For Mother’s Day one year, I gave Mom a deck of cards for writers. 52 cards, not for playing poker or bridge or any card game, but for picking a writing prompt. The idea was to “play your best hand” and write without stopping for fifteen minutes.
Mom laughed at the first prompt card she drew from the deck. It said to write for fifteen minutes about where a lost child might be found. “That’s too easy,” she said. “My first place to look for Marylin would be the library.”
I love libraries, especially very old, small libraries that smell of floor wax and have wide, tall windows and comfortable chairs scattered around the stacks of books. One of my favorite quotes about a library comes from Albert Einstein: “The only thing you absolutely have to know is the location of the library.” I first saw this quote boldly printed on a map of the town of Chautauqua, New York. The map was posted on the bulletin board of the Smith Memorial Library, and someone had used a marker to make an X where the library was: “You are here. Make the Most of It.”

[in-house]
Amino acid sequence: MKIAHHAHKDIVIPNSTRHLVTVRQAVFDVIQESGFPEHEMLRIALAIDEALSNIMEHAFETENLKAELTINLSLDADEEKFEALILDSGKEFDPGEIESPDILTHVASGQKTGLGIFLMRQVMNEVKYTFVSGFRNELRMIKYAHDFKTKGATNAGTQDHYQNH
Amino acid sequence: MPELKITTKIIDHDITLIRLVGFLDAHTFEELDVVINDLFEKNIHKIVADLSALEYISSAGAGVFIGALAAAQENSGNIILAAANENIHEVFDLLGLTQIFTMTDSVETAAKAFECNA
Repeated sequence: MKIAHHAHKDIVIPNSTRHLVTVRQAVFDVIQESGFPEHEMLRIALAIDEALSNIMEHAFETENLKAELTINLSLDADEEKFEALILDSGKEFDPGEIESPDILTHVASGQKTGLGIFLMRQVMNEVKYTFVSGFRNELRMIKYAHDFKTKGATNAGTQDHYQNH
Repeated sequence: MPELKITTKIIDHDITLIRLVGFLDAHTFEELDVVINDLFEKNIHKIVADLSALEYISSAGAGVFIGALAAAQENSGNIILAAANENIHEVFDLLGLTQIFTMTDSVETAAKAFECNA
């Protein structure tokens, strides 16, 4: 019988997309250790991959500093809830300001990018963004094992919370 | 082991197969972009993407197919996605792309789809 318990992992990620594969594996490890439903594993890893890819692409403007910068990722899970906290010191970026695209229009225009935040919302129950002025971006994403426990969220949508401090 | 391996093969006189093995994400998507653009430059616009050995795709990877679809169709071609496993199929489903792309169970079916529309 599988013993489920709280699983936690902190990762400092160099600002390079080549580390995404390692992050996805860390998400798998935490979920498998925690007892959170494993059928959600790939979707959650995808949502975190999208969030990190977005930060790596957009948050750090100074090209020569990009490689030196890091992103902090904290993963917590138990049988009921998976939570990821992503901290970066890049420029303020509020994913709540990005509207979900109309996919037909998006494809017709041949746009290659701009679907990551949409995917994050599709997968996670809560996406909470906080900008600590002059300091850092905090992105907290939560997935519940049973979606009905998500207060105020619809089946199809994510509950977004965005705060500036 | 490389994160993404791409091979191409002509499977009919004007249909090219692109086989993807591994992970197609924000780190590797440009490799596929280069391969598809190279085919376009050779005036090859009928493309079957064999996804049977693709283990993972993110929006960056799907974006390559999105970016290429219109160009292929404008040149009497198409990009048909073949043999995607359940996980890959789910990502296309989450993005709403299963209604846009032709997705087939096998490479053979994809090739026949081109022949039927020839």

Library bulletin boards are fascinating sources of information. Last week when I returned some library books, there were coupons for the nearby coffee shop, note cards with job opportunities, and contact numbers for poets looking to start a group. There was also one yellow card thumb-tacked to the board, with the word TOSKA printed in large letters.
Below the word TOSKA, in smaller printing was this message: “Among other things, Toska means melancholy, anguish, boredom, nostalgia, homesickness, sorrow, loneliness. If you know someone who suffers from one or more of these maladies, you can help heal them with a visit, a kind word, the touch of your hand on theirs as you listen to them talk about themselves and something they once treasured.”
I read this message again, almost feeling my mother’s presence. If it weren’t for her dementia—and even though I doubted she had ever heard the word Toska—I knew she had helped many others by sitting beside them, holding their hands and listening. Take that, Toska!